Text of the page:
“Old English Teachers” April 1 Post

Someone sent me an invitation from NaPoWriMo to write a poem a day for a month, but I need a website to post them.  Since this is the only blog/website I have, I’m going to use this one.  There will be a poem each day for a month, all written on the day they were posted, dashed off quickly, but what fun to have completed 30 poems by the end of the month.  Please join me and post your poems here, as well.

Earlier today, someone posted a comment, then wrote back to change “lying”  to “laying.” Of course, I had to fight my better nature and write back that he was actually right the first time.  I then included this little poem, written in about a minute, to soften that pedantic blow.  Yes, I really am a “reformed” English teacher.  But I backslide now and then:

Old English teachers never die.
They just advise on “lay or lie?”
Driving friends who are grammatically hazy
Completely crazy!!!!

This entry was posted in NaPoWriMo, Poetry and tagged , , on by .

About lifelessons

My blog, which started out to be about overcoming grief, quickly grew into a blog about celebrating life. I post daily: poems, photographs, essays or stories. I've lived in countries all around the globe but have finally come to rest in Mexico, where I've lived since 2001. My books may be found on Amazon in Kindle and print format, my art in local Ajijic galleries. Hope to see you at my blog.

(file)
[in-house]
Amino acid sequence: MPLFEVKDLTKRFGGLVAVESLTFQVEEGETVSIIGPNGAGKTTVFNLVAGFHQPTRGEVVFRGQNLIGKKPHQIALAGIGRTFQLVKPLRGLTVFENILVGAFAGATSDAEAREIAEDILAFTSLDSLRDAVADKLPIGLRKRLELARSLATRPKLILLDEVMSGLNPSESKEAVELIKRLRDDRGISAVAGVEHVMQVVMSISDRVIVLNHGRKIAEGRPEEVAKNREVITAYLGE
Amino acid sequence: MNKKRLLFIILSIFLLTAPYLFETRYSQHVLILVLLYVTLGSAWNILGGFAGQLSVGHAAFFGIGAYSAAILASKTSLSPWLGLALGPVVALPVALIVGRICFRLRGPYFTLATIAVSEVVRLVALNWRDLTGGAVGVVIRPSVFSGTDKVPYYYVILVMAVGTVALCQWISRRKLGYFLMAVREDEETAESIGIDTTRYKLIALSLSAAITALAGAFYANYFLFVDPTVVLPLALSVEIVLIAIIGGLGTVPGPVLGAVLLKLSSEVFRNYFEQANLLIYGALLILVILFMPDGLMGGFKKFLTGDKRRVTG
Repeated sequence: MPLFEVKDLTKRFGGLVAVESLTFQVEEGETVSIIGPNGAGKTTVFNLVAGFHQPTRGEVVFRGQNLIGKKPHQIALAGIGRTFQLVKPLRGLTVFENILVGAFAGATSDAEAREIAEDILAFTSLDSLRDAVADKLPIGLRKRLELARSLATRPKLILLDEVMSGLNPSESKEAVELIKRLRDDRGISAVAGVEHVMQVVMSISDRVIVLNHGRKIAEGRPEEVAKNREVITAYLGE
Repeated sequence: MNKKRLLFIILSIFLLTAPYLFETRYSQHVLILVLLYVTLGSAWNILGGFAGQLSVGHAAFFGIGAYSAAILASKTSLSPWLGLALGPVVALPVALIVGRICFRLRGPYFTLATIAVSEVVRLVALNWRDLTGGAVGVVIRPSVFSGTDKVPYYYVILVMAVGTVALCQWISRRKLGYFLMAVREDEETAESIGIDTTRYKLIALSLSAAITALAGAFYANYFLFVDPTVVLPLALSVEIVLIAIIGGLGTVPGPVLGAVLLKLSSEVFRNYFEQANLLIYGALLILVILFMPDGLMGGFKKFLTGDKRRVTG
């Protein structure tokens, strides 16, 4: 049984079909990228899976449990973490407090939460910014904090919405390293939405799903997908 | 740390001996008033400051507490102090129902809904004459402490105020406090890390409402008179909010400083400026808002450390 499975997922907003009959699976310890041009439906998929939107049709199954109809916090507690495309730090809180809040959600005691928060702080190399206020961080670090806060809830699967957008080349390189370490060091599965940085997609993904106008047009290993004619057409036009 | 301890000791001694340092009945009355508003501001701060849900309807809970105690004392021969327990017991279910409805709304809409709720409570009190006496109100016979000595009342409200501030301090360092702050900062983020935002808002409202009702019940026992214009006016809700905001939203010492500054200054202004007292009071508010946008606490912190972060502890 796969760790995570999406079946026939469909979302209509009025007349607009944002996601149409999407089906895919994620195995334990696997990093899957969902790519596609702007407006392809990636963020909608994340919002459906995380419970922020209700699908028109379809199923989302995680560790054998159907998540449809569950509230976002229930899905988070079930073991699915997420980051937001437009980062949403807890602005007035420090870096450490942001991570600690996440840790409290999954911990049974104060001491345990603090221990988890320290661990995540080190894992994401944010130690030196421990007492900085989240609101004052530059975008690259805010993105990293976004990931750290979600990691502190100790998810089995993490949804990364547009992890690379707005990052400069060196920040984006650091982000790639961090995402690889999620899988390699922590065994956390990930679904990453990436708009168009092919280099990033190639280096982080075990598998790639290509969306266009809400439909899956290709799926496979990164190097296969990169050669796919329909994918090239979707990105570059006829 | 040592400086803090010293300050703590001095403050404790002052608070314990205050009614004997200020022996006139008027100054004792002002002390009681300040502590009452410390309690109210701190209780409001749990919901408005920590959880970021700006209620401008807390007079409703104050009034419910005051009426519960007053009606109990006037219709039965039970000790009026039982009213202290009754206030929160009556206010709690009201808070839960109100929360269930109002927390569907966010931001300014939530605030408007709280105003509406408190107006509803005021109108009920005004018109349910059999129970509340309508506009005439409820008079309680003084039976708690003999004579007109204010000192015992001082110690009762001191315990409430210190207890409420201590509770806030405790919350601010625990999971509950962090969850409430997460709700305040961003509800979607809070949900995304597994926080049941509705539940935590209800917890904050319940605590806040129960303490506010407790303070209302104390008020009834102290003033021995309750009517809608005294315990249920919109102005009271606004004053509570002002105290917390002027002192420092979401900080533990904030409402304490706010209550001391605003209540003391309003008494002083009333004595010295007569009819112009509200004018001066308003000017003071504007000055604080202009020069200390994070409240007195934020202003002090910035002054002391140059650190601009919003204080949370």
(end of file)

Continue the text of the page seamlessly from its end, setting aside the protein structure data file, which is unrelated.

22 thoughts on ““Old English Teachers” April 1 Post

  1. zara M.

    You made me smile it happens all the time I’m not English speaker so man do I slip a lot but yet we have nice readers and we speak from the heart so if there is a spelling or grammar error no harm to pinpoint that.
    I liked your post there is a Sence of honesty which I admire
    Best regards.
    Zara

    Liked by 1 person

    Reply
    1. grieflessons Post author

      Thanks, Zara. So happy to have you reading my blog. I am living in a country that is Spanish-speaking and I moved here knowing almost no Spanish, so I am completely sympathetic to working in a foreign language. You are doing fine! People here are kind enough not to constantly correct my Spanish as I speak. That is encouraging as corrections don’t get in the way of communication. Keep doing what you are doing! Nice to meet you. Judy

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  2. Pingback: My 1000th Blog Post | lifelessons – a blog by Judy Dykstra-Brown

        1. lifelessons Post author

          I was just rereading some papers I wrote for my teaching methods and curriculum and instruction courses in college. (Yes, I still have them, and unearthed them when I was looking for old work that could possibly be included in a book I was thinking of writing.) I realized the huge influence one education teacher (Leo Cottle, U. Of Wyoming) had been in my life regarding teaching by experiential methods. It branched out into my entire life and made me realize my need to learn by experience. That influenced my entire teaching career as well, I hope, as that of all of my students.

          Liked by 1 person

          Reply
          1. koolkosherkitchen

            I haven’t heard of this teacher – my loss, I am sure! – but every time I hit the topic of John Dewey and experiential learning, I get a riot in the classroom. It is very difficult to change the image of a teacher as the bearer of knowledge filling empty heads with the aforementioned knowledge.
            Having said that, years ago I did a workshop at a conference in MIT on experiential learning of history, where I had one of Harvard deans climb under a table playing a caveman. I do a lot of that kind of stuff – I am crazy that way!

            Liked by 1 person

            Reply

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